“The greatest obstacle to living is expectancy, which hangs upon tomorrow and loses today. You are arranging what lies in Fortune’s control and abandoning what lies in yours.”-Seneca: On The Shortness of Life; Life is Long if you Know How to Use It
“Lost time is never found again.”-Benjamin Franklin
“The fear of death follows from the fear of life. A man who lives fully is prepared to die at any time.”-Mark Twain
86,400. That is the number of seconds we are given each day. No more. No less. When you think of it in these ways, time is truly our most precious and finite commodity. We can’t expand that account, we can’t borrow some from yesterday or tomorrow. There is no way to know how many days, and therefore how many of these seconds, we truly will be given to us in our lifetime. That is impossible to predict (even for those fantasy football analysts who always seem to have a crystal ball…HA!). We can’t shave some from today, put into a retirement account or savings account in order to have more at a certain age or on a day we really want to have more. It just doesn’t work that way.
We should awake each day with the knowledge that the seconds we have are limited. We need to realize that we can never get this day back, it can never be re-lived (even though Groundhog Day the movie with Bill Murray shows otherwise-what a great flick by the way). We also can’t guard our seconds. Trying to hold on them doesn’t stop time from flowing. So what must we do? We must be cognizant of the passing of time. We cannot let the minutes flutter by without attempting to enrich them, for ourselves, for others.
If we simply take the time to realize that we will never get our seconds back, we will discover more deeply how important our time is. We would probably not waste so much of it. I am not saying we need to be working gung-ho all the time, but we just need to realize our time on this Earth is not infinite. When we come to realize that time is moving forward, we can actually make the clock’s ticks more meaningful. When we keep our mortality in the back of our minds, we can take in the beauty around us more fully. We can do more with the seconds we are given. Even if some of those seconds are spent watching SpongeBob, we can at least acknowledge that we won’t be in that very spot with that exact time ever again and when we look at it that way even Patrick or Squidward can be looked at as beautiful.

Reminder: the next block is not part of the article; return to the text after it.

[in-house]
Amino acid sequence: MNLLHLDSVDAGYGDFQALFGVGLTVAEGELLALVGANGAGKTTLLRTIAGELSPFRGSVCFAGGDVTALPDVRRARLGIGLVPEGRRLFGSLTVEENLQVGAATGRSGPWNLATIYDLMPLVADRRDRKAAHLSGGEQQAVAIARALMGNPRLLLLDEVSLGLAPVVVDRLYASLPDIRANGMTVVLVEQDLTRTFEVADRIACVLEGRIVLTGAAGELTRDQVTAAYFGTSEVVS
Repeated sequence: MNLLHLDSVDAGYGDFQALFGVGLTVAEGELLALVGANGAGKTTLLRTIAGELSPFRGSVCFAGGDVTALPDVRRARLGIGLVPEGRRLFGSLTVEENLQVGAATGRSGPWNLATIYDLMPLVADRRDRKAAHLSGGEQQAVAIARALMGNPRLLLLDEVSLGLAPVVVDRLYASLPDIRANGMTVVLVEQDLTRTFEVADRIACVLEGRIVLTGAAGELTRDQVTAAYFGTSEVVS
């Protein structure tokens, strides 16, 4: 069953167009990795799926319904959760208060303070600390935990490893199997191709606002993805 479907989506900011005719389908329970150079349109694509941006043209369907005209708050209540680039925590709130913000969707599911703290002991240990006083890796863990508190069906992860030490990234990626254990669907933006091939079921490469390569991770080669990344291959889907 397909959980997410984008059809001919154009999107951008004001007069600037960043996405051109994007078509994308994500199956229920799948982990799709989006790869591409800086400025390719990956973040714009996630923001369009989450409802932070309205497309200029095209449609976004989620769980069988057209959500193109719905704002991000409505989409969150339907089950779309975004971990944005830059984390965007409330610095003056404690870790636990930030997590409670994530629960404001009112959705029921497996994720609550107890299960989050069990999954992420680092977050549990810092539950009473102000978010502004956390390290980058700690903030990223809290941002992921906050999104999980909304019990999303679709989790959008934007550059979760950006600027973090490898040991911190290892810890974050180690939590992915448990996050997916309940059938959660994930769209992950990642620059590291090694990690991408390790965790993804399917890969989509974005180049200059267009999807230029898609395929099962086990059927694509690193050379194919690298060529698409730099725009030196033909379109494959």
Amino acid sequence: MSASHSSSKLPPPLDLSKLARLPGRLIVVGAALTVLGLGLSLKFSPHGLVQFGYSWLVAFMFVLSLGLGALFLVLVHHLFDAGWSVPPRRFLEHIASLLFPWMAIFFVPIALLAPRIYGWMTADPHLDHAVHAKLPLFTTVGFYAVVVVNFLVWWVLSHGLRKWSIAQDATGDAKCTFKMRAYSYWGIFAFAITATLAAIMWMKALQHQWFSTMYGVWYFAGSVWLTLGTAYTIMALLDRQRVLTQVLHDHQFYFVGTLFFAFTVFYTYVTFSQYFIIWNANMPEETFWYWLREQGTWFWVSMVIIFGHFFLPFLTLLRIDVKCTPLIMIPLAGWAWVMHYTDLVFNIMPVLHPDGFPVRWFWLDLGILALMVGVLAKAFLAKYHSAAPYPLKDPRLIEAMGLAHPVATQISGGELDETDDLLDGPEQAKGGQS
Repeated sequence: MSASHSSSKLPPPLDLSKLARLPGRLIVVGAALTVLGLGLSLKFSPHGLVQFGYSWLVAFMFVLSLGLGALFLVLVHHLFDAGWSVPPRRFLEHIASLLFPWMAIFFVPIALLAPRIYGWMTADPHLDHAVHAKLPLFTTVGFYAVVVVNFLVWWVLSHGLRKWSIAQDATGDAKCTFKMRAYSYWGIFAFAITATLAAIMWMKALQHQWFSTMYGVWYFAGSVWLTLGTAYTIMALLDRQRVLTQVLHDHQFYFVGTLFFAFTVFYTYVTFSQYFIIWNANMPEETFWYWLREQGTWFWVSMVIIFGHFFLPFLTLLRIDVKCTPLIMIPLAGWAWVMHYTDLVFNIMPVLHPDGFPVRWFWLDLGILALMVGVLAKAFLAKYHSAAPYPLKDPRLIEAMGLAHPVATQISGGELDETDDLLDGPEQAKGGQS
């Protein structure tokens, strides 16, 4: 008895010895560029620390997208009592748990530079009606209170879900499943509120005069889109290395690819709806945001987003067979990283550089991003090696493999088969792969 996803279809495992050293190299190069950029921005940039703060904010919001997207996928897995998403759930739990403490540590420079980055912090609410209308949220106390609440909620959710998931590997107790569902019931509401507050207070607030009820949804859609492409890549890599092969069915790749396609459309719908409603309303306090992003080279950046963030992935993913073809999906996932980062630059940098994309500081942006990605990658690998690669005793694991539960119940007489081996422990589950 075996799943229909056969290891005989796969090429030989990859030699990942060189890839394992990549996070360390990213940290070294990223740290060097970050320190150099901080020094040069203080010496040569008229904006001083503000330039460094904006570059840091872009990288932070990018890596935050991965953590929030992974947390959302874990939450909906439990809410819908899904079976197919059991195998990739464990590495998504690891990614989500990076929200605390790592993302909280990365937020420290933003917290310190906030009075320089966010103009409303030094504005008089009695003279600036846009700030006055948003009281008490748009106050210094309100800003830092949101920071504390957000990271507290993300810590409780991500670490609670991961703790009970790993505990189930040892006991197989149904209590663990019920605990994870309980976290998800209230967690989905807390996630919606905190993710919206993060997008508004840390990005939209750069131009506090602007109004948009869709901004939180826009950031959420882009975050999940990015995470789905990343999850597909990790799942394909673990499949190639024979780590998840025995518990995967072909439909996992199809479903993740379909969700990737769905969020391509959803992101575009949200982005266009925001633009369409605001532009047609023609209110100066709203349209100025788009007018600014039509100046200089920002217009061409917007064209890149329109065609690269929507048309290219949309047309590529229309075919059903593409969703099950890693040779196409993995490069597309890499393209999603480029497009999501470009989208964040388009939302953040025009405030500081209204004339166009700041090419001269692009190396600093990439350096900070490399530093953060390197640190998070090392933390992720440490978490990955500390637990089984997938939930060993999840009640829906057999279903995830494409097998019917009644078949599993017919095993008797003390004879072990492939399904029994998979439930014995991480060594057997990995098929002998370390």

The flip side (there is ALWAYS a flip side) is that we can’t try to squeeze as much as we can into the seconds either. “Enriching” doesn’t always equate to “more.” Make every second count, but don’t try to put as much as we can into them either. There is an amazing book: Tools of Titans by Tim Ferris. In it he sums up a ton of interviews he did with some of the most influencial, inspiring and successful people on the planet. The book is broken down into three categories: Wealth, Health and Wisdom (though they all intermingle). It’s great because they are all bite-sized chapters. He takes some of the best gems from each interview and puts them on paper. Easy to read, gets the mojo going and tons of information to learn. It only takes a few minutes to read each chapter but they definitely make those minutes more impactful. The flip side (again….there is always a flipside) is I found myself getting overwhelmed by all the amazing things I can try, do, read, watch, etc to improve my own time on this Earth. There is a plethora of information and activities and knowledge that I can apply (and I found myself thinking “should” rather than “can” as far as the application goes). It can be daunting. I only have ——— many seconds left in my life, how can I do all of these things?! I found myself wanting to read, experience and learn them all by next Tuesday…. that is not using the time I have on this planet to the fullest.
Again, we can slow time in a way by enriching our seconds. Do one thing now that will help improve your life for how ever many seconds we have left. Also realize that we don’t need to try to unicycle, juggle, flambe, meditate, orate and brush our teeth at the same time. That would actually get quite messy. Know that we have a limited span in life, and own that fact. Work to make each second count (for the sake of that second), and don’t try to fill the seconds up with as many things as we possibly can. I’m sure you’ve heard of the stones in a jar exercise. But even so, here it is in a nutshell: Say you have a glass, and beside it you have some larger stones, some pebbles, and some sand. If you wanted “to get as much in as possible” you could start with the sand and fill it up, them move to the pebbles, and then the rocks. Except, there wouldn’t be much room for the rocks. If you start with the rocks, and then the pebbles and then sand, the sand can fill in the cracks. The point is start with the biggest things first. What can you do with your seconds today so that by doing them your day, week, month, life is that much better. You can always add in the small grains of sand later. Define your rocks, focus on those today (and everyday) and your seconds will add up to a much more meaningful existence.
So let’s find our big rocks, focus on the moment, and enrich our lives by owning our mortality.
Thanks!-Joel Lindeman D.C.